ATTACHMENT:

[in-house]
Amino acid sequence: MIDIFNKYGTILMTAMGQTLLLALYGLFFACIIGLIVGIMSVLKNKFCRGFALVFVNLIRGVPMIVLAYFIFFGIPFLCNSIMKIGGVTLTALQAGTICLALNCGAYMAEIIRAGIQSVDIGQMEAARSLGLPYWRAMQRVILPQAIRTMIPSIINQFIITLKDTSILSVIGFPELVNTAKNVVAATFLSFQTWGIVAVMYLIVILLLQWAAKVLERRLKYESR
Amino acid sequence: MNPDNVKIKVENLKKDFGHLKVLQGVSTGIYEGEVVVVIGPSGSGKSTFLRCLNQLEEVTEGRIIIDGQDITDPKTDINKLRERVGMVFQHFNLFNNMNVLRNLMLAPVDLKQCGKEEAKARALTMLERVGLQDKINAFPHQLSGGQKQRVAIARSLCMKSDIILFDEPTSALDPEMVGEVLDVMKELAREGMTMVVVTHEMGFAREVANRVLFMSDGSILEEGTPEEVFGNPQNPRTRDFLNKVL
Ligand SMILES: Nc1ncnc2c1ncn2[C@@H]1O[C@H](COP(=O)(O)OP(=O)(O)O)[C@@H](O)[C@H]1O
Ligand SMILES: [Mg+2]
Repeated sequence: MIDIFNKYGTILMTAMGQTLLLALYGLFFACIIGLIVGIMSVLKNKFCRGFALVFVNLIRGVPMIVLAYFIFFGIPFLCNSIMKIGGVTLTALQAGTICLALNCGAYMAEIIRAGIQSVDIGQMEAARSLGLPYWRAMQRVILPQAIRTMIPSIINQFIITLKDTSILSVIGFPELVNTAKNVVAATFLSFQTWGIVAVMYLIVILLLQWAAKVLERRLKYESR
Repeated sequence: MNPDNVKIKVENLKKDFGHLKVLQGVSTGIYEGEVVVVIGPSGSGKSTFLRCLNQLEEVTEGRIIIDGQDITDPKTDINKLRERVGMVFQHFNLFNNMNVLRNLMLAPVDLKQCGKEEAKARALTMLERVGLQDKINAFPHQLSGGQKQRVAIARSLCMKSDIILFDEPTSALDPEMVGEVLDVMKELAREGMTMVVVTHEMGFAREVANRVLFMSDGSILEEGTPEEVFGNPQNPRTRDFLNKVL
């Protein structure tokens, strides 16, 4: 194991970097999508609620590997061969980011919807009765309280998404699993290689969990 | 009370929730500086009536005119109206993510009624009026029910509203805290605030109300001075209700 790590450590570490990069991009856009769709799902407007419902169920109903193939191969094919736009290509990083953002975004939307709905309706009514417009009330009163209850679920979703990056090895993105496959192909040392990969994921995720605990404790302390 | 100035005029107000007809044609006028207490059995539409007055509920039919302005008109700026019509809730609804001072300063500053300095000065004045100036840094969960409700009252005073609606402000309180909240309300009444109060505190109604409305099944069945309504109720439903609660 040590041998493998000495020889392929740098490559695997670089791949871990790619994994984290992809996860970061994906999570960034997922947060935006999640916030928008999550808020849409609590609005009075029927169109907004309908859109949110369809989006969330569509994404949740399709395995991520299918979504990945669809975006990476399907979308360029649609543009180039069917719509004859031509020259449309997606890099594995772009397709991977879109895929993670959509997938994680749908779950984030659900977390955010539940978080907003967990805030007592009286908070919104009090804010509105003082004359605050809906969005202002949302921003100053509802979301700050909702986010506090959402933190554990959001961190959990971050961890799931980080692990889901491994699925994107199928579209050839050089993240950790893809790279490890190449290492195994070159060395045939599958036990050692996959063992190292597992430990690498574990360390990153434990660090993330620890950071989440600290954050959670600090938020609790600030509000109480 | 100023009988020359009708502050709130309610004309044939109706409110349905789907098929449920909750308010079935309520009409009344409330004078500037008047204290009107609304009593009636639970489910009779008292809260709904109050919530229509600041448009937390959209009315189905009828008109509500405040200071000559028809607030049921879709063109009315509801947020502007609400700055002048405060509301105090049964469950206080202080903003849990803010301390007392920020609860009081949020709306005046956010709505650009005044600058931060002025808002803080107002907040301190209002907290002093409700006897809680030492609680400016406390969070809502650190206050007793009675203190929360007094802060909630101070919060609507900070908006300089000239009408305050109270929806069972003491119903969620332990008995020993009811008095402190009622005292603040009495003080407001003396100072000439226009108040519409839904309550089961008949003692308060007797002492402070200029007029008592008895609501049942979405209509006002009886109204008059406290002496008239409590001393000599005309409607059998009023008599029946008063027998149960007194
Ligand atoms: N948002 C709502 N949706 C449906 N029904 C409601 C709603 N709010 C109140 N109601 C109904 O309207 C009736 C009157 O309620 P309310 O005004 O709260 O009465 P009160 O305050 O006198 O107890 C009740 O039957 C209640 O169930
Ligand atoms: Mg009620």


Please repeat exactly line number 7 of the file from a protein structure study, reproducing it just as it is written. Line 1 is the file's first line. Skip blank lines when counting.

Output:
Repeated sequence: MNPDNVKIKVENLKKDFGHLKVLQGVSTGIYEGEVVVVIGPSGSGKSTFLRCLNQLEEVTEGRIIIDGQDITDPKTDINKLRERVGMVFQHFNLFNNMNVLRNLMLAPVDLKQCGKEEAKARALTMLERVGLQDKINAFPHQLSGGQKQRVAIARSLCMKSDIILFDEPTSALDPEMVGEVLDVMKELAREGMTMVVVTHEMGFAREVANRVLFMSDGSILEEGTPEEVFGNPQNPRTRDFLNKVL